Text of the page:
Small lake creates big controversy
Record Staff Writer
December 25, 2006 6:00 AM
COPPEROPOLIS - At 1,260 surface acres,
is small for a major
reservoir. Unlike its neighbor to the east, 12,500-acre New Melones Reservoir, it does not make the top 10 or even the top 20.
is No. 1 when it comes to generating controversy in
. In the past year, county officials have had to field controversies on everything from the use of land below Tulloch's surface to justify building extra homes above the water, to docks and a boat ramp built without permits, to how many oaks should be preserved as the pastures around the reservoir are replaced by homes and golf courses.
Both residents and developers expect the debate over where to build and what to preserve to rage for years or decades more. They say buyers from Stockton,
and the Bay Area remain eager to snap up mansions and private docks built along the water.
"Basically, the Copperopolis Basin has a great degree of potential because of its proximity to Yosemite, to the Bay Area, to the Valley," said Paul Stein, vice president of land planning for Castle & Cooke Calaveras Inc., the largest developer in the Copperopolis area. One Castle & Cooke project, Copper Valley Ranch, would erect homes on 4,000 acres on the reservoir's northwestern shore.
"It is a very small lake," said Stein, a former
supervisor. "It is one of those very rare lakes in
where people own land right down to the water and under the water. That has created tensions in the past."
And still does.
Marina Villas, a proposal to build 20 town houses on piers over the reservoir not far from the
O'Byrnes Ferry Road
bridge, is alarming to members of Lake Tulloch Alliance, a group of residents pushing to preserve the beauty of the shore and to reduce ski-boat crowding on busy weekends.
"It's surface area," said Don Wells, a slalom water skier and lakefront homeowner who is part of Lake Tulloch Alliance. "You've got a very small lake that is going to get smaller," Wells said of the proposed project.
Merle Holman, the developer proposing Marina Villas, insists his 10-acre lot - 8.5 acres of which is below water - always was intended to make use of the underwater portion.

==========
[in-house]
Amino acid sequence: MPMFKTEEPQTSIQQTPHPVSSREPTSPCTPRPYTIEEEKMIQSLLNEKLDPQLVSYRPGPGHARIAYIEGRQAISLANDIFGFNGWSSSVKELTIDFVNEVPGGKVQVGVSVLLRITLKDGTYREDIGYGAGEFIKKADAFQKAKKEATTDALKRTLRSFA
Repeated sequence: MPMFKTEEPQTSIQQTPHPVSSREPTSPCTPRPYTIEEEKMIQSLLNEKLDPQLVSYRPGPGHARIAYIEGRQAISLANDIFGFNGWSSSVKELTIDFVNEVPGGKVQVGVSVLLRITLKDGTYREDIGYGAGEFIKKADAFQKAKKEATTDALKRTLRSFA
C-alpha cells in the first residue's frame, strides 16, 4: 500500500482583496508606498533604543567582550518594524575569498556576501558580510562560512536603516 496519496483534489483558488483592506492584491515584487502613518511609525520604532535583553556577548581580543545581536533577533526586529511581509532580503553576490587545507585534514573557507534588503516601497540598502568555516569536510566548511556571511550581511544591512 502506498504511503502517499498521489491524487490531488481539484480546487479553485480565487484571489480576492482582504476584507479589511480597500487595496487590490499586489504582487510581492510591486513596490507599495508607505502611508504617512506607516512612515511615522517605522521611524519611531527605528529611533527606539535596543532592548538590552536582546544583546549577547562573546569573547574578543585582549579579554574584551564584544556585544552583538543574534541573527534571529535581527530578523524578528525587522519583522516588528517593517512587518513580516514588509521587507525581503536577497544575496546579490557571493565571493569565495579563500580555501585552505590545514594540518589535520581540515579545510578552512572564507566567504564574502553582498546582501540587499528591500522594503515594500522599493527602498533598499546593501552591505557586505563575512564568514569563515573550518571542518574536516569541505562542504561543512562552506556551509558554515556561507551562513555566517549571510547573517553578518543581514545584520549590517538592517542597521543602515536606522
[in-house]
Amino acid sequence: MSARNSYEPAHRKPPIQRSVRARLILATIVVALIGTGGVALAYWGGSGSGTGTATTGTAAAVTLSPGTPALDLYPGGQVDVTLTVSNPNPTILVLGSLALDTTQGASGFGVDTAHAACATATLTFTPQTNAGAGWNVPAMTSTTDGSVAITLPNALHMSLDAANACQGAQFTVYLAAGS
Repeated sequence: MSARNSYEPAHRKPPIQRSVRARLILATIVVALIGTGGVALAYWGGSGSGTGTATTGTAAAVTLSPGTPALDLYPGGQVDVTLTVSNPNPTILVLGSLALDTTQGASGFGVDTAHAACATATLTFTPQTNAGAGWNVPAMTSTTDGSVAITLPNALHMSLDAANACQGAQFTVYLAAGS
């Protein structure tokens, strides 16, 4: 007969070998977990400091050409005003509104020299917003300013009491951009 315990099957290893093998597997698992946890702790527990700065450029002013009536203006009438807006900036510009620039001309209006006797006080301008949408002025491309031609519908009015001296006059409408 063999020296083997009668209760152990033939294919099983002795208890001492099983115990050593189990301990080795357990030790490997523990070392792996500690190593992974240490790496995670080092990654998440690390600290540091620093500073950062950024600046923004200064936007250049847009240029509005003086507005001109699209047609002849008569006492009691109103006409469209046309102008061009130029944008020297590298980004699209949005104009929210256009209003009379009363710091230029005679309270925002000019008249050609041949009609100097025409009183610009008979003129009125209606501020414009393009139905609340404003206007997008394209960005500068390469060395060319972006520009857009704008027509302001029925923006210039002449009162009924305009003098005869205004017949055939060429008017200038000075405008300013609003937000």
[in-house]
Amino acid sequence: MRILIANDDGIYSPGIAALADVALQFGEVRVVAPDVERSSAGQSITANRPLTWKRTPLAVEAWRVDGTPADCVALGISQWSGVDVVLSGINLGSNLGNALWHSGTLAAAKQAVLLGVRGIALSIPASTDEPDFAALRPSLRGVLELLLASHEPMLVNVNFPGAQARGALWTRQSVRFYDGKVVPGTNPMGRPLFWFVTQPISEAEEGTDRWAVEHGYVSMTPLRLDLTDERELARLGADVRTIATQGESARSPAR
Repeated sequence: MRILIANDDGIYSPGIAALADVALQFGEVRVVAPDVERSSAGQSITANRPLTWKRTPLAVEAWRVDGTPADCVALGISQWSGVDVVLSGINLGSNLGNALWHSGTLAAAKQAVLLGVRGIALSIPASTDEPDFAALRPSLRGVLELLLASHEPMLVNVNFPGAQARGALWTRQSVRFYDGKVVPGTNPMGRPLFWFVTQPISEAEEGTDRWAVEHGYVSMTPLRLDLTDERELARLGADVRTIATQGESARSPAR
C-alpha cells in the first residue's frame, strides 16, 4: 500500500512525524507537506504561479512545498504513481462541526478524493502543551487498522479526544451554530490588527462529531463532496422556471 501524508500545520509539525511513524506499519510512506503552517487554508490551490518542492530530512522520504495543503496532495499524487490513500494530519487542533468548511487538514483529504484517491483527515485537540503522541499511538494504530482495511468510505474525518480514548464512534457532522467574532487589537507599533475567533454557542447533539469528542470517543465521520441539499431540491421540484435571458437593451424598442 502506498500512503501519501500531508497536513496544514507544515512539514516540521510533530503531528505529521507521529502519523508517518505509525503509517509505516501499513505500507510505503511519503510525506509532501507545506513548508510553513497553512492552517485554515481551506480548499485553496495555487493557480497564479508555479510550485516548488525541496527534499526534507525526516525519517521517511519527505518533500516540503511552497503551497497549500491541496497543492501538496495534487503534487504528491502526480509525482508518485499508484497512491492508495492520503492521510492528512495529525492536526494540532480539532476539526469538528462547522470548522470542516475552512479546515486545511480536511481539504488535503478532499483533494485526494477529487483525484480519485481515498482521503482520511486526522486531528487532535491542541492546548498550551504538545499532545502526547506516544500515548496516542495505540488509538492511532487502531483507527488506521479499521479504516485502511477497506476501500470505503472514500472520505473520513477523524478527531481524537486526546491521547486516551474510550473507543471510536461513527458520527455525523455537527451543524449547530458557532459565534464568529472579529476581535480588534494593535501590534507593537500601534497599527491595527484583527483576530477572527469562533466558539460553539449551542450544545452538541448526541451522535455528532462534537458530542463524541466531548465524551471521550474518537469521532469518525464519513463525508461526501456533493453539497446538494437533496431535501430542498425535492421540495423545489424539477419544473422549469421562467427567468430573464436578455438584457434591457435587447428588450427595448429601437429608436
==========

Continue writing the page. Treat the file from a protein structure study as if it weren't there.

"My property as well as where the (nearby) hotel is, as well as two other properties right there, were created with the knowledge that they had to be built more dense," Holman said.
Still, county planners balked. Planning staff asked the Board of Supervisors to clarify whether underwater land counts for calculating how many homes can be built. Supervisors first said yes, underwater land counts under current rules. Then, a few weeks later, they said they would amend the county's General Plan to ban the practice, a process that will take some months.
Holman, meanwhile, is allowed to proceed under the existing rules.
Wells, a former semiconductor industry engineer who now is in the real estate business, said
in general and Copperopolis in particular has a reputation in the industry for lax regulation of development.
Still, both Wells and developers in the area say they believe the county administration is trying to clean house and enforce development rules more consistently. Stein, for example, said the
development will be planned to avoid eye-jarring rows of homes right on the water.
And developments such as Copper Canyon and the neighboring 1,000-acre Tuscany Hills are doing full environmental reviews, unlike Tulloch developments started in decades past.
Wells says he would like more. He thinks
would benefit from a powerful special commission like the one that limits lakefront development around
Refereeing such demands can be a politically dangerous task. Victoria Erickson, the supervisor who represented the area for one term, lost her seat in November despite efforts to address the concerns of Lake Tulloch Alliance and others concerned about the lake.
of Copperopolis, admits he probably cannot make everyone happy either.
"Frankly, it is a gross understatement to say there are complex issues here, not the least of which is property rights and a General Plan that says you can currently do more than the LTA is willing to accept," Thomas said.
Thomas rejects the notion of a Lake Tahoe-style commission but says he would support policies like those in the not-yet-adopted Copperopolis Community Plan whose creation he led to strike a balance between limiting shoreline density and preserving property rights. Rules in the proposed plan, for example, limit the ability of property owners to subdivide lots in ways that crowd houses along the lake.
Thomas also advocates an annual user fee for boats on
and creation of a road to the much larger New Melones Reservoir to encourage boaters to go there instead. Erickson also proposed this publicly during the campaign. But even as simple a proposal as a user fee is complicated on Lake Tulloch by the fact that a county line runs right down the middle of the lake, and the Tri-Dam Authority, an arm of the South San Joaquin and Oakdale irrigation districts, operates the reservoir.
"It has to be a multijurisdictional solution," Thomas said.
Contact reporter Dana M. Nichols at (209) 754-9534 or